Friday, July 03, 2015

An interview with Houndmouth (band and beer).

My idols have tended to be musicians and creative artists, and so it's highly flattering to be name-dropped and referenced in an interview with our hometown band.

Houndmouth Performs Live at KROQ + Interview with Nicole Alvarez

Recently I was reminded that Houndmouth's Matt Myers studied philosophy at IU Southeast, stopping short of a major, but giving us something in common.

Meanwhile, if ever there might be the chance to can an NABC beer, I believe Houndmouth Ale would be the best choice, especially in summer.

But I'm on leave of absence, so we'll just have to see, won't we?

Thursday, July 02, 2015

Hoosier brewers and brewer peeps, read this: "New Indiana Laws in a Nutshell."


Numerous legal changes took effect on Wednesday, July 1, and you need to know about them. Some are quite clear, while others will require clarification. You may need to chat with your regional ATC officers; NABC's ATC branch is located in Seymour, and the people there have always been straightforward and helpful with me.

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New Laws in a Nutshell


PLEASE READ FIRST: This is not intended as legal advice, nor as a thorough analysis of the new laws. Every fact situation is unique and application of any law can hinge on a small detail. Enforcement may differ in the various excise regions. Always check with your attorney for counsel on how statutes and administrative rules affect your business.




It was a big year at the State House. We had an ambitious agenda and achieved most of our goals. New laws went into effect on July 1, 2015. Here is a brief introduction to the final legislation.




 

Senate Enrolled Act 297

BARREL CAP
Holder of Small Brewer permit may produce up to 90,000 barrels annually for sale or distribution within Indiana.
But NOTE:

  • If brewery has more than one location and/or permit, the 90,000 limit applies to the aggregate.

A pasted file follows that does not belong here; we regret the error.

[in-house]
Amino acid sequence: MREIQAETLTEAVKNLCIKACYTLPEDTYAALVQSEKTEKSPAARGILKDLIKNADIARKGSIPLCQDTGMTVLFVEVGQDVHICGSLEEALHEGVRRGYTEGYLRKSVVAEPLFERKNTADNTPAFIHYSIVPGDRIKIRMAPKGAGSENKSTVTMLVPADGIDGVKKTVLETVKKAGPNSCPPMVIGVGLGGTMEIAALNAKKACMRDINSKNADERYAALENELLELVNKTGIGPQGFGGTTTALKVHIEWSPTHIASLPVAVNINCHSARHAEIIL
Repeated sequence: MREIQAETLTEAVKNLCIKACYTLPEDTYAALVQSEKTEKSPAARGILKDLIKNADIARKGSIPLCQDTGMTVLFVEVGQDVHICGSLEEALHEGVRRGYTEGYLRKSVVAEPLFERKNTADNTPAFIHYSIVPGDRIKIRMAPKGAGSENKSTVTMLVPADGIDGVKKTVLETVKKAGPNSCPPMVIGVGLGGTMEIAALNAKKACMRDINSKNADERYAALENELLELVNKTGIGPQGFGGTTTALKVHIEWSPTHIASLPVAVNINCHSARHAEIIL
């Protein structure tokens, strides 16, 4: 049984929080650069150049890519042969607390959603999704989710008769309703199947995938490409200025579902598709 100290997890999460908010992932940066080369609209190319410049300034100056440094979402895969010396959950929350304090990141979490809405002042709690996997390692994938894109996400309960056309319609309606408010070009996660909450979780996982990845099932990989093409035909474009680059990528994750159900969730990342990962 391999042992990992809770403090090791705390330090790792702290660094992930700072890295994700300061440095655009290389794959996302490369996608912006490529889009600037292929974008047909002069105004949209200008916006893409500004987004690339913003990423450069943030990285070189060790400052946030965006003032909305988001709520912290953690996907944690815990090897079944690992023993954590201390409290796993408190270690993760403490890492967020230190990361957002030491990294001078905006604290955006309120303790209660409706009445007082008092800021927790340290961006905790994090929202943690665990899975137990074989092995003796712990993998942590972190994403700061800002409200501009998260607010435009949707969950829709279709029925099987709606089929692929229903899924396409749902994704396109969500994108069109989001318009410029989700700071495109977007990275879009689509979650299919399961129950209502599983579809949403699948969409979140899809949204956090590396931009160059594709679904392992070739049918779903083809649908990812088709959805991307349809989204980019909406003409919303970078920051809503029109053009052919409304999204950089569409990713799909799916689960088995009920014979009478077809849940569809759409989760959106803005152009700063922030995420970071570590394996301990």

SELF-DISTRIBUTION
Brewery may self-distribute up to 30,000 barrels annually.
But NOTE:

  • The 30,000 limit applies to aggregate. Whether a brewery has one location of ten, it may only self-distribute 30,000 bbls.

  

House Enrolled Act 1053

BREWERY/WINERY
A brewery and winery, properly permitted, occupying the same building may serve from a common service bar without separation.


House Enrolled Act 1311

FOOD
Tasting rooms with Small Brewer permit must have food available for on-site consumption, but may fulfill the food requirement in one or more of the following ways:

  • Food truck at or near the premises;

  • Menus available for customers to order from restaurants that will deliver to the premises; or

  • Food prepared onsite.

But NOTE:

  • If using restaurant delivery option, make the menus obvious and have a solid agreement in place with the restaurant(s).

  • This section does NOT apply to restaurant permits (Beer & Wine RR or 3-way).

  • Use good faith. Don’t stretch the rules.


SECOND BUILDING

Beer may be stored or conditioned in a non-permit building that is owned or leased by the permit holder.
But NOTE:

  • The term “by the permit holder” means the name on the permit, e.g., “XYZ Brewery.” This does not mean that John X, President of XYZ Brewery can store the beer in his home garage.